Says management credibility to create shareholder value is low based on Trian’s recent meetings with fellow shareholders; urges PepsiCo Board to meet shareholders without management
NEW YORK, March 13, 2014 – Trian Fund Management, L.P. (“Trian”), whose investment funds beneficially own approximately $1.3 billion of PepsiCo, Inc. (NYSE: PEP) common shares, today sent a letter to PepsiCo’s Board of Directors calling on it to provide shareholders with analytical support for
PepsiCo’s continued reliance on the “Power of One” strategy and its rejection of Trian’s recommendation to separate global snacks and beverages into two independent public companies.
Trian’s letter to the PepsiCo Board is below.
March 13, 2014
Board of Directors
700 Anderson Hill Road
Purchase, NY 10577
Dear Members of the Board:
We were extremely disappointed by Mr. Cook’s February 27th response to our white paper. The dismissive tone of his letter suggests that you do not appreciate the degree to which PepsiCo’s shareholders, the owners of the company, are frustrated. Given the company’s prolonged underperformance, we believe the Board and management are obligated to provide shareholders substance and analytics – not just platitudes and rhetoric – to defend the alleged benefits of the “Power of One.”
We call on you to back up your assertion that “much of Trian’s data is selective and, in many instances, misused.”i Please identify the specific data you are referring to. Our white paper is based on more than a year of exhaustive due diligence as well as decades of experience in the beverage industry as a former supplier and competitor. Our sources include publicly available information filed by the company, industry data and conversations with analysts, industry participants, customers, other knowledgeable sources and competitors from around the world. Among the sources we spoke with are some of the most respected people in the consumer products industry. We stand by our work product and insist that you furnish shareholders with information and transparency addressing the following “Trian data”:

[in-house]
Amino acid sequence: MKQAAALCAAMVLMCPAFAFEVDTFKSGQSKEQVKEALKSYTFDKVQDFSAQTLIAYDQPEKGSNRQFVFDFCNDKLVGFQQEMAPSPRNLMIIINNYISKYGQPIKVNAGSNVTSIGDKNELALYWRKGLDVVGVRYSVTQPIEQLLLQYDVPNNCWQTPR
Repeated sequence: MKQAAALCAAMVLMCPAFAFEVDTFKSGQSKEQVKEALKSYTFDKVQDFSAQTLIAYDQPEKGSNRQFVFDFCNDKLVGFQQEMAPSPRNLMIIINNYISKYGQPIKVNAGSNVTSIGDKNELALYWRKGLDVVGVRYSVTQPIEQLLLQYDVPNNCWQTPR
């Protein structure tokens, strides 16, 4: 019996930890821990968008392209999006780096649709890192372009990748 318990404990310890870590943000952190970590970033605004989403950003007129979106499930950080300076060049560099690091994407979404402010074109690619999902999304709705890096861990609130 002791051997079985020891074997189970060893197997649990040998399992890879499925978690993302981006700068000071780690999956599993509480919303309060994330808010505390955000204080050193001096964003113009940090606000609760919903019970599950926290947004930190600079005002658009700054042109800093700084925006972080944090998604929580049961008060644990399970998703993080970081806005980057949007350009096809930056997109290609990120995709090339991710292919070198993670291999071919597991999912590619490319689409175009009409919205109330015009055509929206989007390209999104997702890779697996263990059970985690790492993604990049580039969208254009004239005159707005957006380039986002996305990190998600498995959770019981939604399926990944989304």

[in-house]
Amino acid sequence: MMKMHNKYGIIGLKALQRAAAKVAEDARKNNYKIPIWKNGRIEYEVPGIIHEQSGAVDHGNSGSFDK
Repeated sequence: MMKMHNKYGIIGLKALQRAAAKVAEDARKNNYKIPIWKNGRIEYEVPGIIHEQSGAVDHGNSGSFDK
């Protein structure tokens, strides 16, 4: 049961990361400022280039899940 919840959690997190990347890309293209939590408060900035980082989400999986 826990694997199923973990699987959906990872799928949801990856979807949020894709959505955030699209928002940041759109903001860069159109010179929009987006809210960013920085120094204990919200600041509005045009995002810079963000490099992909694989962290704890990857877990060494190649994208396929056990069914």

- Excessive overhead costs. Provide the amount and detail behind PepsiCo’s unallocated and, mostimportantly, allocated corporate expense.
- Advertising declines. Show direct consumer advertising as a percentage of sales for snacks andbeverage by year since 2005 (the year before Indra Nooyi became CEO).
- Volume share losses. Provide volume growth and market share data for all beverage categories inNorth America in recent years and also show shareholders that PepsiCo is not losing significant volume share to Coke. If PepsiCo’s beverage volumes continue to decline by hundreds of basis
points per year, the bottling system will lose its relevance and PepsiCo’s beverage business risks being permanently impaired.
– Provide data that shows robust growth for Pepsi Max (and all diet brands under the Pepsi umbrella) versus Coke Zero and other no-calorie Coke brands.
– Describe how Nielsen data is mistaken when it shows Coke’s regular calorie colas delivered solid volume performance in 2013 despite challenging carbonated soft drink market conditions, while Pepsi’s competing colas continued to erode.
– Provide data that shows Tropicana has not ceded significant market share to Simply Orange, a brand that did not exist in 2000 (especially in the most profitable, “premium” category).ii
– Explain what happened to Gatorade’s market share since the re-branding campaign.
– Explain what happened to SoBe, once a strong competitor in the fast-growth non-carbonated segment.
- Inferior return on investment. Show the returns on major investments since Indra Nooyi became
CEO. We estimate that PepsiCo has spent $46bn (37% of the current market capitalization) since 2006 on capital-intensive acquisitions, capex and restructurings, net of divestitures and asset sales.iii This includes $21bn (enterprise value) spent acquiring the bottlers ($17bn excluding the equity
PepsiCo previously owned) and $5bn spent acquiring Wimm-Bill-Dann for a whopping 17.5x LTM EBITDA.iv We note that the company’s return on invested capital (ROIC; defined as net operating profit divided by average debt and shareholders’ equity) has declined from 25% in 2006 to 14%
today while earnings per share (EPS) growth has materially trailed peers and management’s own targets.v If we are wrong, and these acquisitions have in fact generated strong returns, show your shareholders the actual numbers.
- Buying the bottlers a mistake? Explain your strategic vision for bottling in North America. It hasbeen four years since the $21bn acquisitions of Pepsi Bottling Group and PepsiAmericas. Last fall,
management told us that the acquisitions were “a mistake” and the bottling system was “in disarray” when the bottlers were acquired, yet we believe the system is operating far less efficiently today.vi
Coke has committed to significantly reduce North American bottling exposure by 2020 through refranchising, thereby improving ROIC.vii Does PepsiCo plan to refranchise? Will refranchising require fresh capital, as we suspect, given the makeup of PepsiCo’s remaining bottling network? What precisely is management’s plan or should shareholders assume low-ROIC bottling, which PepsiCo has shown limited ability to manage, will be a fixture of the beverage business in the future?
- Years behind on alternative packaging. Tell us we are wrong and that PepsiCo is not three yearsbehind Coke in North America when it comes to alternative package sizes (7.5 oz and 16 oz). Please note that in a recent phone conversation, CEO Indra Nooyi acknowledged that PepsiCo is indeed behind Coke in alternative package sizes but argued that catching up would require significant capital investment.